Poorly differentiated thyroid carcinoma

Poorly differentiated thyroid carcinoma

Poorly differentiated thyroid carcinoma immunohistochemistry

The histologic characteristics of poorly differentiated thyroid carcinomas are shown in Figure 1. Fig. 2: Thyroid carcinomas with low differentiation occurring in the encapsulated follicular form of papillary thyroid carcinoma is seen in Cases 3 and 6. DICER1 somatic mutations in the RNase IIIb and non-RNase IIIb domains (Fig. 3). Case 2 had one germline mutation in intron 6 involving a cryptic splice site (Fig. 4).
eFigure 1 in the Supplementary Appendix, and Supplemental Table 8 in the Supplementary Appendix
Tables 1–7 of the appendices
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R.D. Chernock, B. Rivera, N. Borrelli, and others DICER1 mutations distinguish poorly differentiated thyroid carcinoma of childhood and adolescence as a distinct entity.

Poorly differentiated thyroid cancer lungs

Poorly differentiated thyroid cancer (PDTC) is a rare but deadly form of thyroid cancer (TC) that is the leading cause of death among non-anaplastic follicular cell-derived TC patients. Despite the fact that the Turin parameters are well known, the pathological characteristics that could be used as diagnostic and prognostic factors are still debated.
Between 2000 and 2018, 49 consecutive PDTC cases were discovered in a single cancer center. We looked at how the existence of atypical mitoses, the amount of necrosis, and insulin-like growth factor-II mRNA-binding protein 3 immunostaining affected the survival of PDTC patients. The Kaplan-Meier approach was used to measure overall survival (OS) and disease-specific survival (DSS).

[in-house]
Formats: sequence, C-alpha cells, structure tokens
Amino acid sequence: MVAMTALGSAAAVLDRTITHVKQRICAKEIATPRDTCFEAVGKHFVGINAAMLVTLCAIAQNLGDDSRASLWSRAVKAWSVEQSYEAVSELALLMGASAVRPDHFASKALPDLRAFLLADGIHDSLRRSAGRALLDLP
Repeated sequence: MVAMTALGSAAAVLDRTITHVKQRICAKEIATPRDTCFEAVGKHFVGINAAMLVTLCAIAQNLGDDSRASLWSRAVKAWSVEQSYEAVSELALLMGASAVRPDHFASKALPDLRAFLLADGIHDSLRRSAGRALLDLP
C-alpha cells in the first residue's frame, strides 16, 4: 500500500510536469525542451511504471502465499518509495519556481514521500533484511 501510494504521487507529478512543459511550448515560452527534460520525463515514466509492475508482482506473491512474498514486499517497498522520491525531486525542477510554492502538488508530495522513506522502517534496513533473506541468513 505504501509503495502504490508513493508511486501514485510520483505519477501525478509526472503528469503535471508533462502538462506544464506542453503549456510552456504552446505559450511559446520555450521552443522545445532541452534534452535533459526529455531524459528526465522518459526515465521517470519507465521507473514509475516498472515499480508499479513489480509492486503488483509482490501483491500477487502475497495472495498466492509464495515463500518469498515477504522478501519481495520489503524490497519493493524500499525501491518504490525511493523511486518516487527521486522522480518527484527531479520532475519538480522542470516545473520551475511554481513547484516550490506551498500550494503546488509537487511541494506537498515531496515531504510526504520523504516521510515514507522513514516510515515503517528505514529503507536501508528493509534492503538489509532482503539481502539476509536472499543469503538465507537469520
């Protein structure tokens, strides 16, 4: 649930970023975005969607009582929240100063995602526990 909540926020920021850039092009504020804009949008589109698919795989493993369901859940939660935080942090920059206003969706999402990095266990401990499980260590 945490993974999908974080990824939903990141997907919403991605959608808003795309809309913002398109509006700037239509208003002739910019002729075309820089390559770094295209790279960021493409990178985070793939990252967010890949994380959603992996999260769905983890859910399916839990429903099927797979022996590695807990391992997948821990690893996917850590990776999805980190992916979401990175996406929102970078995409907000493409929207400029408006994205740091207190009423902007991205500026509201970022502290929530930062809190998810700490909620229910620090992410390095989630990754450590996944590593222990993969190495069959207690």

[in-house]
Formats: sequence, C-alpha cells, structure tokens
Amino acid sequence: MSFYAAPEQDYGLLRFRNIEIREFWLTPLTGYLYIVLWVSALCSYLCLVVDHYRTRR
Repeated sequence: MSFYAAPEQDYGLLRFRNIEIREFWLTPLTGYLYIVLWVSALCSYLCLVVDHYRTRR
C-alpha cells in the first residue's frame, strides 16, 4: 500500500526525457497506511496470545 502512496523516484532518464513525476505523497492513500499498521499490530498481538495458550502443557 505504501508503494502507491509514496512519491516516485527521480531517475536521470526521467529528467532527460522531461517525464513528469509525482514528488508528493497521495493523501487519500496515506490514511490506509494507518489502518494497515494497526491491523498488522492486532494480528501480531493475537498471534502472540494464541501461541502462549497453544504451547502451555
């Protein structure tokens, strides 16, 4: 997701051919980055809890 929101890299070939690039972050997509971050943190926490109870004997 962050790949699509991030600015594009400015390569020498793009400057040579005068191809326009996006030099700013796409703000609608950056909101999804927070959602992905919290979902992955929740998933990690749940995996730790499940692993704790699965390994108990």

The insular pattern of growth was seen in 34 (69.4%) of the 49 PDTC. The median poorly differentiated region was 95% (range 1–100), and 30 (61.2%) of the patients had a predominant insular area (>50%). At a median follow-up of 57 months, the 5-year OS and DSS concentrations were 60.6 percent and 64.3 percent, respectively. Tumor size >4 cm, atypical mitoses, Ki-67 >5%, and thyroglobulin (Tg)-negative immunostaining were all linked to a higher risk of PDTC-related death in a univariate study. In multivariate analysis, atypical mitoses and Tg negativity were found to be independent factors of lower DSS. When patients with insular and prevalent insular areas had atypical mitoses, they had a 3- to 6-fold higher risk of PDTC death.

Poorly differentiated thyroid cancer staging

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Outcomes in patients with poorly differentiated thyroid carcinoma

Poorly differentiated thyroid carcinomas (PDTCs) are an unusual subtype of thyroid carcinoma that lies between well-differentiated papillary/follicular and anaplastic thyroid carcinomas biologically (ATCs).

Poorly differentiated thyroid carcinoma cytology

The detection of both traditional and oncocytic poorly differentiated thyroid carcinomas is complex and often overlooked in daily practice. The new WHO requirements for diagnosing PDTCs are based on the outcomes of a Turin consensus meeting in 2006. Even a small poorly differentiated portion accounting for 10% of a given carcinoma has a major impact on patient prognosis, and the oncocytic subtype can even have a worse prognosis. Immunohistochemistry isn’t very useful; it’s often used to rule out a medullary thyroid carcinoma with calcitonin staining and to confirm a follicular cell of origin with thyroglobulin staining. Because of the principle of stepwise dedifferentiation, there is a lot of variation between different thyroid carcinoma subtypes in terms of molecular alterations like BRAF, RAS, CTNNB1, TP53, and others. As a result, there is currently no distinct molecular tumor profile available. PDTCs have a distinct miRNA signature that distinguishes them from other thyroid cancers. The average time between relapses is less than a year, and about half of patients die from the disease. In these difficult-to-treat carcinomas, modern tyrosine kinase inhibitors, in combination with effective molecular diagnostics, offer new possibilities.